In the world of technology, the only constant is change. Businesses face ongoing pressure to keep ahead of the curve by regularly upgrading their systems and continuously improving their efficiency. But this need is also fueling the rapid rise of electronic waste, or e-waste, which is now one of the largest sources of waste in the developed world.
Today, many organizations are physically destroying their retired IT equipment and sending it to the landfill. Others, driven more by sustainability, tend to prioritize recycling, reusing, or even reselling retired assets, but even these practices carry a significant degree of risk.
The role of corporate social responsibility (CSR)
CSR is a type of self-regulation that organizations follow to minimize their environmental impact, reduce costs, and improve their brand image. CSR has an important role to play in the disposal of retired IT assets. After all, sending old hardware straight to the landfill is hardly a sustainable or environmentally friendly approach. Yet despite the fact that most organizations now have a CSR policy, only a very small amount of retired hardware is being properly reused. To counter these issues, companies must include the sustainable disposition of their used assets in their CSR program.
Secure IT asset disposition (SITAD) strategy
Most end-of-life equipment still has a potential use and therefore carries some value. If that’s the case, then it should be reused or resold to recuperate a small part of your investment. But this approach also carries a serious information security risk without proper planning or policy.
Simply formatting a retired data-bearing device like a hard drive, removable storage media, or mobile device isn’t going to safely delete any of the data on it. Anyone who gets their hands on the retired device can simply recover deleted data or formatted storage partitions, thanks to widely available data recovery software. That’s the last thing you want to happen if the devices you’re retiring contain sensitive information like trade secrets, payment details, or data subject to regulatory compliance.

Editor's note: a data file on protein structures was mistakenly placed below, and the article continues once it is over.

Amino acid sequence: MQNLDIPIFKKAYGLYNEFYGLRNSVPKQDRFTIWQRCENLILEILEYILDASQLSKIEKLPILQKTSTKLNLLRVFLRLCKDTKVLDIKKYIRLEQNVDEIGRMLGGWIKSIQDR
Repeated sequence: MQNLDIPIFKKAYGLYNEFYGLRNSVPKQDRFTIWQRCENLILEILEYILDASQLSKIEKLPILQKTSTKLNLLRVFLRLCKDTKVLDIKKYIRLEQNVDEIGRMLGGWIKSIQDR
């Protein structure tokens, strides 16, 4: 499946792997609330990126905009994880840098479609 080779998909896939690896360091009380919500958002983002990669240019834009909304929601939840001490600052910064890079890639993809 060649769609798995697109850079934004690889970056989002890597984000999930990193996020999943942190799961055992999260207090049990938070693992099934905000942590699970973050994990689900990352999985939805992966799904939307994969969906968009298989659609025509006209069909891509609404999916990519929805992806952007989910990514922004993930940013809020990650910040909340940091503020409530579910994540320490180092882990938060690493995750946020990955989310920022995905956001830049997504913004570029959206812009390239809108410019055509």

Your SITAD policy should clearly set the standards for safe data disposal, and it doesn’t have to involve the physical destruction of the device either. For example, drives can be encrypted, or you can overwrite data in multiple passes to ensure it can never be recovered. Using these methods, you can resell or reuse the device without adding risk. By contrast, degaussing and physical destruction make this impossible.
What are the benefits of sustainable SITAD?
Sustainable SITAD serves two main purposes. It lets you reuse, resell, or donate your used IT assets, and it better aligns with your commitment to environmental sustainability. Although used IT assets aren’t worth a lot, you can reclaim some cash or even find a new use for the retired hardware yourself. Alternatively, you can donate it to those in need, such as educational organizations in developing countries. Together, these factors are beneficial for both your company and for your brand at large. After all, organizations with strong CSR policies tend to be much more attractive to partners and customers.
How can cloud computing and managed services help?
With technology evolving at a breakneck pace, the sheer amount of old hardware being retired is quite alarming, and it’s showing no signs of slowing. This is one of the many reasons why companies are reducing their reliance on hardware by having their computing workloads and data storage handled in cloud data centers instead. With a managed computing infrastructure, you can greatly reduce the technology burden on your in-house team, including the disposal of retired hardware. Instead, these things will largely be managed by a third party, and there won’t be any need to maintain, upgrade, and replace in-house servers or workstations.
Online Computers empowers businesses to perform better with more sustainable and scalable technology solutions. Contact us today to schedule your first strategy session.
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